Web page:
Let’s go back to our original example. The flop was [Td][Jc][Ac] and you are holding [Kc][Qc]. You are in the best spot possible with a made nut straight along with a nut flush redraw and should be thinking about how to extract value from your opponents. It may not seem like it, but a set is also a strong made hand on this board. Sets play well against big draws and come with roughly a one in three chance of improving to a full house by the river. Hands like [Ah][Js](top two pair), [Ah][Th] (top and bottom pair), or [Jd][Ts] (bottom two pair) are less powerful, as they could shrink up in a hurry on the turn if a scare card falls. In this particular situation, top pair hands like [Ad][Qd] or [Ah][Kh] have some added value with the straight draws their kickers provide, while aces with smaller kickers should be played with extreme caution. On this board, a weak made hand like middle or bottom pair most likely belongs in the muck in the face of action.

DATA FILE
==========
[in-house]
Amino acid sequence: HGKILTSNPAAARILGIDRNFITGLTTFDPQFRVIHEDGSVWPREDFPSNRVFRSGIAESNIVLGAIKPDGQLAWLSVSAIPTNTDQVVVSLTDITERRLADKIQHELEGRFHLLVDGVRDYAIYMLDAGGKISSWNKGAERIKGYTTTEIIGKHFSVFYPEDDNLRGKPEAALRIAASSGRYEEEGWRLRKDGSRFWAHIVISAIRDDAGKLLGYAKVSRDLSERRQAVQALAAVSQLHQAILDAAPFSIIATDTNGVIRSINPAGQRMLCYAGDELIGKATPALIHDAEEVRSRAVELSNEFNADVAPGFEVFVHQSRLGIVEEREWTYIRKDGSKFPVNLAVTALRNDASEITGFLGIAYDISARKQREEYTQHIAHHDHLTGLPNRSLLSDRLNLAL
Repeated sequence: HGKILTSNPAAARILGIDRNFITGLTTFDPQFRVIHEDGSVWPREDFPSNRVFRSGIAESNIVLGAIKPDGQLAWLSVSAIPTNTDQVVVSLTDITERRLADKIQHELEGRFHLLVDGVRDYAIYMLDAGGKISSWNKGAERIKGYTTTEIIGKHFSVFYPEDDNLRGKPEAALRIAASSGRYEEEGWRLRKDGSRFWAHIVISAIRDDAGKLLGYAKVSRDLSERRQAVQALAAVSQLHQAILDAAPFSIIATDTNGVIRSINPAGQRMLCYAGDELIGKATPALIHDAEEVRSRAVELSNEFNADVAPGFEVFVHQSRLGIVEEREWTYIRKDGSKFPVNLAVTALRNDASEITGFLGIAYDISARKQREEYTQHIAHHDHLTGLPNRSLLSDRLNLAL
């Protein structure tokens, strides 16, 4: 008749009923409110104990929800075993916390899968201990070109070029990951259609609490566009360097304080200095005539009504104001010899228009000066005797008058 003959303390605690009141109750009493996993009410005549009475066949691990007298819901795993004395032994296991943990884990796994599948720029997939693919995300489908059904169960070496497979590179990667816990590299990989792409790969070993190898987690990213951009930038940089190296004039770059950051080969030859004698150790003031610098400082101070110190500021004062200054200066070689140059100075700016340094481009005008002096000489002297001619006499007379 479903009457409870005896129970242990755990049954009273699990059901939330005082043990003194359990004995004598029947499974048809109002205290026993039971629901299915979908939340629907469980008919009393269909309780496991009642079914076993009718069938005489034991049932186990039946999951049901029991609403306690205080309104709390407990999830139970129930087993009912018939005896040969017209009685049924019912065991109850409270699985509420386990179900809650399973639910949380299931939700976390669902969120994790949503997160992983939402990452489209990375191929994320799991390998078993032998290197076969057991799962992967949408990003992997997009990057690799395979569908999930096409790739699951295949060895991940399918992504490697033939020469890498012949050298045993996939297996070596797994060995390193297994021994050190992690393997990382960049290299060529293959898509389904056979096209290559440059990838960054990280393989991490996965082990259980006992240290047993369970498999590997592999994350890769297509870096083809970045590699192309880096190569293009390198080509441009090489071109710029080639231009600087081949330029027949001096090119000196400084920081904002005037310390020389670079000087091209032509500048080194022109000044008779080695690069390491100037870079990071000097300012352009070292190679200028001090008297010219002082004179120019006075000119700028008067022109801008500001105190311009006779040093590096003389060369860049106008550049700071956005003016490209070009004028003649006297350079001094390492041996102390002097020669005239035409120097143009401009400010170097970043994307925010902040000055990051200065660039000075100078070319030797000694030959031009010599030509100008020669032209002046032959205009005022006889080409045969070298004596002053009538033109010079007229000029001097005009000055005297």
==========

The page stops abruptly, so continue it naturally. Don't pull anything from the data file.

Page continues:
On a drier, more uncoordinated flop like [Ad][7s][3c], the best possible made hand is a set of aces. Any set on this board is an extremely strong holding and can be played for unabashed, straight-up value since it is extremely likely you have your opponents drawing to only a few outs. Any two pair combination is also a very strong made hand given the board texture, as are top pair hands with strong kickers, like ace-king, ace-queen, ace-jack and ace-ten. Middle pair hands, something like [7h][8h], are also worth some consideration, especially if you’re playing from position, or are in a heads-up pot.

Playing a strong made hand